The employment data released last week for July was stronger than expected and well above the average of the first half of the year. Jobs grew by 209,000 for the month, above the 189,000 monthly average of the past six months. The unemployment rate dropped to 4.3% from 4.4% in June. In spite of this kind of growth, wage gains were modest. Average hourly earnings only rose by 0.3%, keeping the YOY increase at 2.5%. The strong labor market is not putting upward pressure on labor costs and creating inflationary pressures. The primary reason the Fed is concerned about rising inflation is an expectation labor costs will begin to rise and these costs will be passed on in the form of higher prices. After three years of very strong job growth, this risk has not occurred.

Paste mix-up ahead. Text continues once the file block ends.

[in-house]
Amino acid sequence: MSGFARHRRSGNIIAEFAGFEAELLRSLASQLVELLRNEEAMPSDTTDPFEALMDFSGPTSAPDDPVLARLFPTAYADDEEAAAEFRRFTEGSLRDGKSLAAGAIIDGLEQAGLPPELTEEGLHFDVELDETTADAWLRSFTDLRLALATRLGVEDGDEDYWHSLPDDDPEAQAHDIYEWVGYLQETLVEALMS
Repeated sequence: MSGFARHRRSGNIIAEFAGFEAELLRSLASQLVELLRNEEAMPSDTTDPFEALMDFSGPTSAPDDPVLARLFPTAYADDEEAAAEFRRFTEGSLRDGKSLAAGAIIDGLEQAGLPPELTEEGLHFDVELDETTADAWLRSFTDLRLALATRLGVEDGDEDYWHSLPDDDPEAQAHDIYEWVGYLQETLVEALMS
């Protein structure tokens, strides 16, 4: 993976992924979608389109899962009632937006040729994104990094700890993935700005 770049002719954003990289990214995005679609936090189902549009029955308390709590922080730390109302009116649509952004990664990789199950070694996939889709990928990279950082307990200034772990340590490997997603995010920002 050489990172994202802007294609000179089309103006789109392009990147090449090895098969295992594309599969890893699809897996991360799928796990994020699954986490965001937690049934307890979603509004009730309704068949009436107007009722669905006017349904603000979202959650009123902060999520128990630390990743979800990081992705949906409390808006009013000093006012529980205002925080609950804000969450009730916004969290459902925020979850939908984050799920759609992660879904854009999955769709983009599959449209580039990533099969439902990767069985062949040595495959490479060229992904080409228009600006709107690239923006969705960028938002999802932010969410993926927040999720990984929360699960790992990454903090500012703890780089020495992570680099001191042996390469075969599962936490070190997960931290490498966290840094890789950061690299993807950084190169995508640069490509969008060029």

The bond market does not believe it will. The inflation data due out this week is not expected to reflect any upward pressure on prices. The weak monthly data will leave the year-over-year increase in prices below the Fed’s target of 2%. Without inflation pressures rising, intermediate and long-term market rates will not move higher…

ProBank Austin Advisor – August 07, 2017